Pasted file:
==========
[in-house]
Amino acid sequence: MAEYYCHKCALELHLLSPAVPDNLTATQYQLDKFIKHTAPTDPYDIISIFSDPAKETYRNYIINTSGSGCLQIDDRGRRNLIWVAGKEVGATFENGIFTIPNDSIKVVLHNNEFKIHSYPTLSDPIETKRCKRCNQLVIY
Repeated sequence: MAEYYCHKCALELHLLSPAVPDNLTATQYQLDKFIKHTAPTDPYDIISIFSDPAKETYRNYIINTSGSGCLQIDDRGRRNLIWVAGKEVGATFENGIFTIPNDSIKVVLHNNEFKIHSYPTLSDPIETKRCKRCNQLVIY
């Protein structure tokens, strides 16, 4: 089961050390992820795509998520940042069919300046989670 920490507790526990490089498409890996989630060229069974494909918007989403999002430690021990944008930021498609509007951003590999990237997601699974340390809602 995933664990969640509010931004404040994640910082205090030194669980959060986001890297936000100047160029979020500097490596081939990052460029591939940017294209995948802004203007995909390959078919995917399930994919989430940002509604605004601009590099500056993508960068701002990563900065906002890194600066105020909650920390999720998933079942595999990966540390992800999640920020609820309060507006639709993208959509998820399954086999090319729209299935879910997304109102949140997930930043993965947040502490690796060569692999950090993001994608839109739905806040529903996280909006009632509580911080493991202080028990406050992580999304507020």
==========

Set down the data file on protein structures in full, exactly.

[in-house]
Amino acid sequence: MAEYYCHKCALELHLLSPAVPDNLTATQYQLDKFIKHTAPTDPYDIISIFSDPAKETYRNYIINTSGSGCLQIDDRGRRNLIWVAGKEVGATFENGIFTIPNDSIKVVLHNNEFKIHSYPTLSDPIETKRCKRCNQLVIY
Repeated sequence: MAEYYCHKCALELHLLSPAVPDNLTATQYQLDKFIKHTAPTDPYDIISIFSDPAKETYRNYIINTSGSGCLQIDDRGRRNLIWVAGKEVGATFENGIFTIPNDSIKVVLHNNEFKIHSYPTLSDPIETKRCKRCNQLVIY
């Protein structure tokens, strides 16, 4: 089961050390992820795509998520940042069919300046989670 920490507790526990490089498409890996989630060229069974494909918007989403999002430690021990944008930021498609509007951003590999990237997601699974340390809602 995933664990969640509010931004404040994640910082205090030194669980959060986001890297936000100047160029979020500097490596081939990052460029591939940017294209995948802004203007995909390959078919995917399930994919989430940002509604605004601009590099500056993508960068701002990563900065906002890194600066105020909650920390999720998933079942595999990966540390992800999640920020609820309060507006639709993208959509998820399954086999090319729209299935879910997304109102949140997930930043993965947040502490690796060569692999950090993001994608839109739905806040529903996280909006009632509580911080493991202080028990406050992580999304507020």